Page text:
England mulls legalization of in vitro technique giving baby DNA of three parents

Print More
Artificial insemination up close.

Photo courtesy of koya979 via shutterstock

Artificial insemination up close.

Active RNS subscribers and members can view this content by logging-in here.

CANTERBURY, England (RNS) If the bill passes Britain’s upper chamber, the House of Lords, England would become the first country to legalize the procedure.

  • Jon

    There are two types of concerns here.

    1. – that the method is not yet shown to be reasonably safe (to either the mother or the eventual child) in comparison to the disease.

    2. that embryos are destroyed in the process, or that this is “playing god”, or that “there are religious objections aside from #1, above”.

    Those two are very different. Of course any treatment must satisfy #1.

    However, objections based on #2 – religious objections – have no more merit that objecting that “the alien Hwaanazan from the planet Kolob will be offended”, or some similar delusion. Catholic or other religious zealots objecting for any reason aside from #1 are imposing their insanity upon us, and that’s no different from the imposition of Sharia law or other trampling of humans for religious reasons.

    How many times do we have to see delusions harming real people before we refuse to keep letting people harm others under the banner of religion?

  • Erin

    That the embryo is a new, unique individual of the human species is a scientific fact. That alone should be enough to cause us to reject procedures that kill them, which every instance of IVF does. Plus the Christian faith also rejects such procedures because each individual human being is made in the image and likeness of God and deserves our respect.

    An innocent human being’s life may never deliberately be taken, not for any reason. This is a bedrock principle of both natural and divine law. Without it, society becomes miserable. Size, location, stage of life, health, level of power, wantedness, the desire of others to take his or her life for some other goal (even a supposedly good one) – no such criteria changes that inviolable right of an innocent human being to not be killed. And once you allow any innocent human beings to be killed, everyone comes to be at risk in ways large and small because you have accepted the idea that I may harm others who are innocent if I have a “good” reason to do so… No, we can never cooperate with any of that…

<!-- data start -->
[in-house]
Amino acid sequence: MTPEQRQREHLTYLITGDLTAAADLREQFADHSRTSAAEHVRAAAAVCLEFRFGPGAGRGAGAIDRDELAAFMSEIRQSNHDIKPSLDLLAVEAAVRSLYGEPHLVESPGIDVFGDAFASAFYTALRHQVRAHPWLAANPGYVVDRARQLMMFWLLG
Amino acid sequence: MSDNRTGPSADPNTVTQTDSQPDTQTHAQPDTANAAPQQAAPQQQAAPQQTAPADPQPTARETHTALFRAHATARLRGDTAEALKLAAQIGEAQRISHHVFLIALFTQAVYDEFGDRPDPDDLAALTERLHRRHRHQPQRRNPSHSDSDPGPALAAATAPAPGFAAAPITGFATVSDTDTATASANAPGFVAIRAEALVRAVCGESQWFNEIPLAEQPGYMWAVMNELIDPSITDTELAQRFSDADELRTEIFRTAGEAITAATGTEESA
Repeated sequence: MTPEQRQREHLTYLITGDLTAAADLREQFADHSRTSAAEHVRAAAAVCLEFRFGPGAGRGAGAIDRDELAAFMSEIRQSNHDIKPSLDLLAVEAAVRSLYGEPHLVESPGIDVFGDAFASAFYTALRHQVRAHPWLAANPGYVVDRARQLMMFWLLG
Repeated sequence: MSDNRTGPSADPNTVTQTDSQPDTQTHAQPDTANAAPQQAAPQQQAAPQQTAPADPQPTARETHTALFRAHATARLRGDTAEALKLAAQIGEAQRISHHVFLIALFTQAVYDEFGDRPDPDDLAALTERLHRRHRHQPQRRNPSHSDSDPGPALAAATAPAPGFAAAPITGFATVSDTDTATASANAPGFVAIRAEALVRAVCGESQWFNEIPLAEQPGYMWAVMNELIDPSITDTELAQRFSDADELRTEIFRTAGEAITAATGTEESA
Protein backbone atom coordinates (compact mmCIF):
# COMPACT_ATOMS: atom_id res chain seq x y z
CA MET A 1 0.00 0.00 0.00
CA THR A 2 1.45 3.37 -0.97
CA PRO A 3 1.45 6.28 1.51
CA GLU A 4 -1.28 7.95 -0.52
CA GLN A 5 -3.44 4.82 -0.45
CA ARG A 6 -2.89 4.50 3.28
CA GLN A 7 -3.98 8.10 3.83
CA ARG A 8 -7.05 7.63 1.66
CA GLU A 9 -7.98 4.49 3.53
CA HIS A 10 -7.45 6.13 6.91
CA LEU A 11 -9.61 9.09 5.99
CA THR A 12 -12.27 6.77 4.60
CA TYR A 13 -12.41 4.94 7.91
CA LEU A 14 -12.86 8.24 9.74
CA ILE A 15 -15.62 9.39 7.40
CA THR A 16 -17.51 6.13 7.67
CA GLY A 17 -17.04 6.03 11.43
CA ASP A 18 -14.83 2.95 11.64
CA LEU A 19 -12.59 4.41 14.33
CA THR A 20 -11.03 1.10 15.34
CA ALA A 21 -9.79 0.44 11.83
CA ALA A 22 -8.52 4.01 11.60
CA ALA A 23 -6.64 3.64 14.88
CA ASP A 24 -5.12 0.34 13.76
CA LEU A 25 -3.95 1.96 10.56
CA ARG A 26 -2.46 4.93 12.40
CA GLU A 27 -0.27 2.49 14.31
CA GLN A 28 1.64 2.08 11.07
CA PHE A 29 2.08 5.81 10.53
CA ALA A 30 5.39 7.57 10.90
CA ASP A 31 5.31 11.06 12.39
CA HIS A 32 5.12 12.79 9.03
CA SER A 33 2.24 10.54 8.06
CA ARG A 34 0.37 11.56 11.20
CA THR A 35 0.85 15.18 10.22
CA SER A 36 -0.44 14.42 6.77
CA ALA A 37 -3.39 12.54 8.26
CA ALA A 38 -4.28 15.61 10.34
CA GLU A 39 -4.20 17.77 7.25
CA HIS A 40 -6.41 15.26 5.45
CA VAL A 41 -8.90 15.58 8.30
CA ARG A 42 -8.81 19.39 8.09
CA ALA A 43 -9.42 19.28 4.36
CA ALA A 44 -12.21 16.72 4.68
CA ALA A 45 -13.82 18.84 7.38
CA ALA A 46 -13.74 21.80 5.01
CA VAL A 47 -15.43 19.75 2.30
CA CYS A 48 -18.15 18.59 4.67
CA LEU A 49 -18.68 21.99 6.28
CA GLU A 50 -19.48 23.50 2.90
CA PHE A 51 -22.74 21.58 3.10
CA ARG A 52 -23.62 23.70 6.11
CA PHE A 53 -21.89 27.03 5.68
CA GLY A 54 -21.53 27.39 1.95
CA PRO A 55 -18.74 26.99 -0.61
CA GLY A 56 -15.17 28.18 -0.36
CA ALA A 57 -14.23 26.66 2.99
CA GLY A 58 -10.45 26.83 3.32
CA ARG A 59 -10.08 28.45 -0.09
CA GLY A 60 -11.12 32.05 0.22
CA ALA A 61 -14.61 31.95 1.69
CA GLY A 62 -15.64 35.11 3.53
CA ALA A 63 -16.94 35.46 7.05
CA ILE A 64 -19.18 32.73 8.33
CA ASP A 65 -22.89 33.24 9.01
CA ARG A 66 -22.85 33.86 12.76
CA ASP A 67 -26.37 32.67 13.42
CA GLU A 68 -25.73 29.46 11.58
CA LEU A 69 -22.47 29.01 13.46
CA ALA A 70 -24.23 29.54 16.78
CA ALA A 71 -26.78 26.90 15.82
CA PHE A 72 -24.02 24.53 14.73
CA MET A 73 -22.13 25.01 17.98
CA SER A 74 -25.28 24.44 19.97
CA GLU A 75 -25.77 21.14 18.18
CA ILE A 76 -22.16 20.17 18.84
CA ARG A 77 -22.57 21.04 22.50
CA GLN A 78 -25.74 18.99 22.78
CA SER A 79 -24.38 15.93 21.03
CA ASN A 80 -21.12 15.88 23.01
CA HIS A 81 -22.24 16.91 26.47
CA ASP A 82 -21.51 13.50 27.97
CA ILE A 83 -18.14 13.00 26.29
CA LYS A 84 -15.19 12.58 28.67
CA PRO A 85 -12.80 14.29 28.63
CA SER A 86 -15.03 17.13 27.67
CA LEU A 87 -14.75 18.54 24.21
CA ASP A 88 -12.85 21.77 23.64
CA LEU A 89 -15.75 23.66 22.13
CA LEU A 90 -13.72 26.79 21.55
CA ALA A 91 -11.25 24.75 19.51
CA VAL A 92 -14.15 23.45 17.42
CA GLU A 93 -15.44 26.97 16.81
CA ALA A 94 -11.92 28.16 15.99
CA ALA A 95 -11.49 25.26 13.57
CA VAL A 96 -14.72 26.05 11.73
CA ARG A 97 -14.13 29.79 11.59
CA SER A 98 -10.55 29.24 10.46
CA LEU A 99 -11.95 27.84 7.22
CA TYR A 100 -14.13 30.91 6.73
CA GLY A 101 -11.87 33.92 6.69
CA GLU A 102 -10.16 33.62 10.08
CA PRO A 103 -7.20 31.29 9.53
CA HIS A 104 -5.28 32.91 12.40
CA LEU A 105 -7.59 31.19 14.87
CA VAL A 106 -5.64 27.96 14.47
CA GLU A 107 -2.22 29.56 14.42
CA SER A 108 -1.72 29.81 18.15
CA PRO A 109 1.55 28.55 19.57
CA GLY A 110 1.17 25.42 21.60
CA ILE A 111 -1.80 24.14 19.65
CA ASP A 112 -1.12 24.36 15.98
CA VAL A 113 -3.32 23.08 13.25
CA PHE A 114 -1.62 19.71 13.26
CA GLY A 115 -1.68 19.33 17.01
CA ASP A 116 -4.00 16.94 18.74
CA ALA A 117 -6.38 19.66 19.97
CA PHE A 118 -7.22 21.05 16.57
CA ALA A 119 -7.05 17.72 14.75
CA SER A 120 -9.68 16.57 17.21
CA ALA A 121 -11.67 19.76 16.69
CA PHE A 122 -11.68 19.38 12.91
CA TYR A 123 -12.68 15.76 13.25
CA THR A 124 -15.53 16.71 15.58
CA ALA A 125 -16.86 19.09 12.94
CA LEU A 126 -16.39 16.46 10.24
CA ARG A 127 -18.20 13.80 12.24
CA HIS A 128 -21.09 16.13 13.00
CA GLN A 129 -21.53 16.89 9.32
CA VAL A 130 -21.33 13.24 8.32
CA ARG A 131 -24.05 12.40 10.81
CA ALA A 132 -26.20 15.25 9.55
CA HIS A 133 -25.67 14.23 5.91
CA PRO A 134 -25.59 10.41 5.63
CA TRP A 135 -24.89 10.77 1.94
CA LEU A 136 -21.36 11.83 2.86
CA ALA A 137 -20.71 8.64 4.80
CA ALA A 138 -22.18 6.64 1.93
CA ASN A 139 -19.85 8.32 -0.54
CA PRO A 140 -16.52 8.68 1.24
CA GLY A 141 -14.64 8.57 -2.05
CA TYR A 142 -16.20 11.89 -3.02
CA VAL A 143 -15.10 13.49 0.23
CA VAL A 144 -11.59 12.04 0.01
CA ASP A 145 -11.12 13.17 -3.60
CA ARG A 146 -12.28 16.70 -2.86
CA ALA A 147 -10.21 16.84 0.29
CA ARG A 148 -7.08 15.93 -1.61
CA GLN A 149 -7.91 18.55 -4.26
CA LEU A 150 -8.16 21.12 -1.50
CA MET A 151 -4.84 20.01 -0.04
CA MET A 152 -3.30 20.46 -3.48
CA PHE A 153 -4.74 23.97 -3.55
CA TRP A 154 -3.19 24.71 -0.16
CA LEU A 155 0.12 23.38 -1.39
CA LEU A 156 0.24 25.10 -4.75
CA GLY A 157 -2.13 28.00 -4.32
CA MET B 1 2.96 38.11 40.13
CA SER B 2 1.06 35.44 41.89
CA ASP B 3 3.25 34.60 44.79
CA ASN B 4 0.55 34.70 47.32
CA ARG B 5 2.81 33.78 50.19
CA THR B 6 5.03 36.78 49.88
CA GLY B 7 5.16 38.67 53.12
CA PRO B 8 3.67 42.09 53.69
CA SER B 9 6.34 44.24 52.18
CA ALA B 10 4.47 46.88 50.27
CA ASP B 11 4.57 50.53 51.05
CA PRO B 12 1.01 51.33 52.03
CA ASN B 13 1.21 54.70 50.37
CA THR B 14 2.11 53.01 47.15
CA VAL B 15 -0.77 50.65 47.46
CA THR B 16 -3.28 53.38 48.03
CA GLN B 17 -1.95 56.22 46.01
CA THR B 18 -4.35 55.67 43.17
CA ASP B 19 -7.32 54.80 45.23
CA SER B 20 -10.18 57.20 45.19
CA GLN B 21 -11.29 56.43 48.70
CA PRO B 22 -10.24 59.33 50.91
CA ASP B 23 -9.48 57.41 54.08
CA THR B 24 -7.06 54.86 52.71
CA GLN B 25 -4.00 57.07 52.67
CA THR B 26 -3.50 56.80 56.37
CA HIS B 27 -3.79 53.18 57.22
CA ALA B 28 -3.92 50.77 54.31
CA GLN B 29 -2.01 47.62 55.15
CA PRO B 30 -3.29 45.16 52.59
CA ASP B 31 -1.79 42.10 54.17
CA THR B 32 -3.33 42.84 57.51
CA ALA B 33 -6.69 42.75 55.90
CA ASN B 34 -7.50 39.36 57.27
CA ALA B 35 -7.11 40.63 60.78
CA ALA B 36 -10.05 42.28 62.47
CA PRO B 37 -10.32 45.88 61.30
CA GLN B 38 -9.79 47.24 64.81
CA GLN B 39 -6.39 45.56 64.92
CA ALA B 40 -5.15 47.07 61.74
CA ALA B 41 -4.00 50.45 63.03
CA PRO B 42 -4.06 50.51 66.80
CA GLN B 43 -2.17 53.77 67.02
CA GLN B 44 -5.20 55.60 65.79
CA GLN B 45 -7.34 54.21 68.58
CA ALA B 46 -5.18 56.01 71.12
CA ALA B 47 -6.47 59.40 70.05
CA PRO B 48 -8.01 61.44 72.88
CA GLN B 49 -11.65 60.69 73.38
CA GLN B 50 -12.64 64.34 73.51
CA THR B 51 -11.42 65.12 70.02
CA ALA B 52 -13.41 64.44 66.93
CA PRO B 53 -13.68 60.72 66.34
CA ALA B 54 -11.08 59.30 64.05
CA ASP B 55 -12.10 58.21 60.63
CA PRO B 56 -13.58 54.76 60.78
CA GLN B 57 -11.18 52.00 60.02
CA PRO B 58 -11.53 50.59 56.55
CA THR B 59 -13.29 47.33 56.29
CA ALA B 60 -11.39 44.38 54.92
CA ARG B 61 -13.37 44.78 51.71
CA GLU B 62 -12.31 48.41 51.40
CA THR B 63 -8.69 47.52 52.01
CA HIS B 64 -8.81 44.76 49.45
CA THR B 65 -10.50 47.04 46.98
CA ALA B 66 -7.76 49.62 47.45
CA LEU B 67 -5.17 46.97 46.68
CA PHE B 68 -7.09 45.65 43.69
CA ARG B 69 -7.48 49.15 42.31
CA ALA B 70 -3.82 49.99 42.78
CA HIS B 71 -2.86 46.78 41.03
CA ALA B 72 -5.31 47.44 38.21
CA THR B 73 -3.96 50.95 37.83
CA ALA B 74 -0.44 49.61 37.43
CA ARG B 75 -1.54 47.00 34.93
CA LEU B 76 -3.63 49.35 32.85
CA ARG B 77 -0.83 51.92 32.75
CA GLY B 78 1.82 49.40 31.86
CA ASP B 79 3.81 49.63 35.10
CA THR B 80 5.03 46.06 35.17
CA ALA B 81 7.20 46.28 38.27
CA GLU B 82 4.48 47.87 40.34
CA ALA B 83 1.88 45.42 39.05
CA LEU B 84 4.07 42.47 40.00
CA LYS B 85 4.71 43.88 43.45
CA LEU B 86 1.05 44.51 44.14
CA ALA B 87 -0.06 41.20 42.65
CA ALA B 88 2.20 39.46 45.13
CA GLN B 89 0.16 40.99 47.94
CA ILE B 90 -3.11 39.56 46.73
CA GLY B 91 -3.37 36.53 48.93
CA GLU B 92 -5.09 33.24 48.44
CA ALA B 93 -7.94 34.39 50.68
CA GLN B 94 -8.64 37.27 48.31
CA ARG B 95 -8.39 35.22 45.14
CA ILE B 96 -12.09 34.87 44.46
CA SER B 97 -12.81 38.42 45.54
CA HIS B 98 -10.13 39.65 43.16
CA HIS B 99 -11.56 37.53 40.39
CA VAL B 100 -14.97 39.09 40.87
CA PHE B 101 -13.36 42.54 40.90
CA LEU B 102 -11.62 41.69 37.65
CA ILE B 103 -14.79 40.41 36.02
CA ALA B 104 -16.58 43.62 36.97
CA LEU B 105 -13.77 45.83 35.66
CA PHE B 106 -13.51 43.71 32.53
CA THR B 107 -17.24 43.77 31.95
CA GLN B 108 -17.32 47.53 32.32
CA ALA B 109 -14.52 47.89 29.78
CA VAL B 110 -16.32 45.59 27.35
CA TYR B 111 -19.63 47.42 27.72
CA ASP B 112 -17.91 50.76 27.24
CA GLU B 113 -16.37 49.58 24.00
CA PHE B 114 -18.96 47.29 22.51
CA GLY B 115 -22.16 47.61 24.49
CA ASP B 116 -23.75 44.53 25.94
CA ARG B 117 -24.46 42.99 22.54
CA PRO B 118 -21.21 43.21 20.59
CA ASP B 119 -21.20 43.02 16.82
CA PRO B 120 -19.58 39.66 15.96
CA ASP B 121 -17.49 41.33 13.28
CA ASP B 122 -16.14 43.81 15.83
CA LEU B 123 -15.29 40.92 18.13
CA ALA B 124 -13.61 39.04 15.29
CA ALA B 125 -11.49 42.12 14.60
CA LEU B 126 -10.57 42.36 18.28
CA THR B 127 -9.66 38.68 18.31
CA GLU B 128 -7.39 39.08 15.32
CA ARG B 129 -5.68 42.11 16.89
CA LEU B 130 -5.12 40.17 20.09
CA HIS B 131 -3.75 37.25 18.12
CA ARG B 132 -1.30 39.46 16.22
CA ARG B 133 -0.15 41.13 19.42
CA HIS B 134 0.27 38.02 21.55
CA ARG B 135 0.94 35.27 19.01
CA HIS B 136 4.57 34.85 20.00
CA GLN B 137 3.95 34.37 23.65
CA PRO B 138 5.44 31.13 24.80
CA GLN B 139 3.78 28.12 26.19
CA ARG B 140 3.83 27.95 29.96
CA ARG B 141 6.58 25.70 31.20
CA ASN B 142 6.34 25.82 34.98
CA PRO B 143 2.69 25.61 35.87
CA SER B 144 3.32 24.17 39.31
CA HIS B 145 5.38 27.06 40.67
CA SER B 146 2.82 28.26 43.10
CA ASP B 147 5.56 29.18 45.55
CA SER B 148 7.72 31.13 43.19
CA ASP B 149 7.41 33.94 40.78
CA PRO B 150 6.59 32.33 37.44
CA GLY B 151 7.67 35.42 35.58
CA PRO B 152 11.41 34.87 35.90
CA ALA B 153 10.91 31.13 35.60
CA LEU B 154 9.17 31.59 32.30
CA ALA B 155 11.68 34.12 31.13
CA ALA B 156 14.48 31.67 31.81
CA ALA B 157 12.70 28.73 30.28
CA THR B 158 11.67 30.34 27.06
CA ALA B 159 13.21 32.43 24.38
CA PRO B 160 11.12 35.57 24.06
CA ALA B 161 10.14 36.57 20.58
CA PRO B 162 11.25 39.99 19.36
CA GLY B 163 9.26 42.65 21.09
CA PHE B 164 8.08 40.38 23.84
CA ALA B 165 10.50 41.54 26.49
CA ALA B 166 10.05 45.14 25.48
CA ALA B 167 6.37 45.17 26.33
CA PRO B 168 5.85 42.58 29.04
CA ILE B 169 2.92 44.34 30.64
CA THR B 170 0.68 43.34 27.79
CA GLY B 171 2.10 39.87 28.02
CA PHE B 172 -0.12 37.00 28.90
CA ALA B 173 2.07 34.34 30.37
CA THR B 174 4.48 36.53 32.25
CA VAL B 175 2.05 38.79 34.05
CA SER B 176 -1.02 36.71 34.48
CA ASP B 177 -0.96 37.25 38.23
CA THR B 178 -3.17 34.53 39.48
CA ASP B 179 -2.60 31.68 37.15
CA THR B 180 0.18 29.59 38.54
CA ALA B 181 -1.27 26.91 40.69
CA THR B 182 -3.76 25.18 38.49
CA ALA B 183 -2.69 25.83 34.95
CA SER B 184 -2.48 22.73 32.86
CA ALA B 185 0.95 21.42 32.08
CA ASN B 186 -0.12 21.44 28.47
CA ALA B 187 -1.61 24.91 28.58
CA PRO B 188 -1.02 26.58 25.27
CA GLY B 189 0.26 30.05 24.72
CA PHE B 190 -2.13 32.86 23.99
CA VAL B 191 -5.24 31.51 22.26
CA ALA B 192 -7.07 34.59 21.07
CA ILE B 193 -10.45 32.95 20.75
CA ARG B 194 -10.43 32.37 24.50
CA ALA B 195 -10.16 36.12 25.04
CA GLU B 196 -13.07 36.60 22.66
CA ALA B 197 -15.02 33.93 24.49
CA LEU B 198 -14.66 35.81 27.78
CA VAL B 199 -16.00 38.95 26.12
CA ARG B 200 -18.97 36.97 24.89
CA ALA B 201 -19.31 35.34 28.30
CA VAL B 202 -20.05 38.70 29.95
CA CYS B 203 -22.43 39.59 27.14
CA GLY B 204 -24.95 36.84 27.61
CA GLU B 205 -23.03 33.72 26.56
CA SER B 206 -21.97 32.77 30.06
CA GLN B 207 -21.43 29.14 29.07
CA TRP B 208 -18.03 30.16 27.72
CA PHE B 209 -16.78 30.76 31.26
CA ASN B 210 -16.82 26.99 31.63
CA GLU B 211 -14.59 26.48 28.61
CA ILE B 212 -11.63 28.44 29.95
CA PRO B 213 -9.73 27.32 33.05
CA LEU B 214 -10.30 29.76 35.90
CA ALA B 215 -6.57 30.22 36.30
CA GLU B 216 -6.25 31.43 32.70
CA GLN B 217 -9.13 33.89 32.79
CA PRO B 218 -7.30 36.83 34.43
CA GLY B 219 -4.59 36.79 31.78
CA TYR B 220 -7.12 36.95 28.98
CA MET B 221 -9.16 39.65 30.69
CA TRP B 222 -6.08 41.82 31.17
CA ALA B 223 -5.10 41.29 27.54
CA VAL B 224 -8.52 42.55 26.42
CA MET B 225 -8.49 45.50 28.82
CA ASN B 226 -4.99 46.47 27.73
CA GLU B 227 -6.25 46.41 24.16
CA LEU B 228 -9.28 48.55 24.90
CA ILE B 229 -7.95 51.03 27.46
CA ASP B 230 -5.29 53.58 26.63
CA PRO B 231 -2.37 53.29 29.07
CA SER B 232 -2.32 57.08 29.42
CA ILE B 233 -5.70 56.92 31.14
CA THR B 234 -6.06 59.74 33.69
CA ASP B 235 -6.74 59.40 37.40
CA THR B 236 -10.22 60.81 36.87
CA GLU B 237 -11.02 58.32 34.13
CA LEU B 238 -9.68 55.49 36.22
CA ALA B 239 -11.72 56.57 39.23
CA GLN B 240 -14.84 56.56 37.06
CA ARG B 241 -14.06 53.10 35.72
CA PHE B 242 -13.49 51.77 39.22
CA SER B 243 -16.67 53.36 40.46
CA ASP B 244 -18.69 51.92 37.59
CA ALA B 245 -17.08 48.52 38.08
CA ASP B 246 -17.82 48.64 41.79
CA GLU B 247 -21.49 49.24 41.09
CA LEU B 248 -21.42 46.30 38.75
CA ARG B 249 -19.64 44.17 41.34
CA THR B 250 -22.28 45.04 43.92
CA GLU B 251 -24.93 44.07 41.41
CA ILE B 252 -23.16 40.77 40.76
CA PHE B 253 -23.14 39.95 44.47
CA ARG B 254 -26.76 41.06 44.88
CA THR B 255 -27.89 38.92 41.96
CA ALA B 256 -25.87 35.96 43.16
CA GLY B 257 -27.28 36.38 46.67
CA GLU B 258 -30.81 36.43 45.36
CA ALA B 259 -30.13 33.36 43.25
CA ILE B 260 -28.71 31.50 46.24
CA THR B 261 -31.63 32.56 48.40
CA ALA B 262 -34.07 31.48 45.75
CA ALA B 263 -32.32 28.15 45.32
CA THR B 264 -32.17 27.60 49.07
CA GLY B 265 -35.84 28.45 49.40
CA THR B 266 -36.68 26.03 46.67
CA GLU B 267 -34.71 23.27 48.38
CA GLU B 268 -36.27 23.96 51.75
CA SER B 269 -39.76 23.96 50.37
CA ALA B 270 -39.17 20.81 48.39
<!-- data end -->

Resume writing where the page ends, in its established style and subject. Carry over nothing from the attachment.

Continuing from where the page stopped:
The embryo is a human being, one of our brothers or sisters. We all were embryos once, and we would not like it if someone had killed us…not even to do some kind of “good.”

    Instead, we need to put our efforts into solutions that don’t take human life. We can all understand the desire for solutions, but the solutions need to be life-affirming for all, including our brothers and sisters at the embryonic stage of their lives.

    The ends do NOT justify the means, and it is frightening to see our whole Western culture adopting an ends justify the means mentality…

    And I think we also implement this respect for human life by being kind to others in our comments. There is nothing delusional about believing in God, and religious persons have as much right as anyone else to make their arguments on the important issues of our day.

  • Michel Clasquin-Johnson

    The question is why? You can already use a donor egg, with or without the use of a surrogate birth-mother. Or you can adopt. I simply don’t see the need to add another layer of complexity and cost to the process.

    Perhaps it is time people got over this need to make little clones of themselves at any cost. There are real, live children out there in desperate need of a home. Yes, you lose the fun bit of saying “Johnny’s got my nose and his mother’s eyes”. But you will one day see that child display habits and mannerisms just like yours. Our son has a stubborn streak, to the point that my wife sometimes asks “Are you SURE you didn’t make this child?” 😉

  • Jon

    Erin, every time you are exposed to sunlight, mutations happen in your skin cells causing some of those cells to have different DNA than you. Thus, they too are “unique human individuals”, which could, under the right conditions, be grown into adult humans.

    Thus, every time you step outside and later take a shower, you are yourself destroying thousands of these unique human individuals. Yet, I have to ask – do you condemn people sunbathing? Do you stay indoors at all times? Do you avoid showers? Do you ensure that each and every one of those is implanted and grown to a full adult human?

    No? They you are restricting a real and helpful medical procedure while performing, every day, the same actions you suggest are reasons to sentence children to a horrible disease.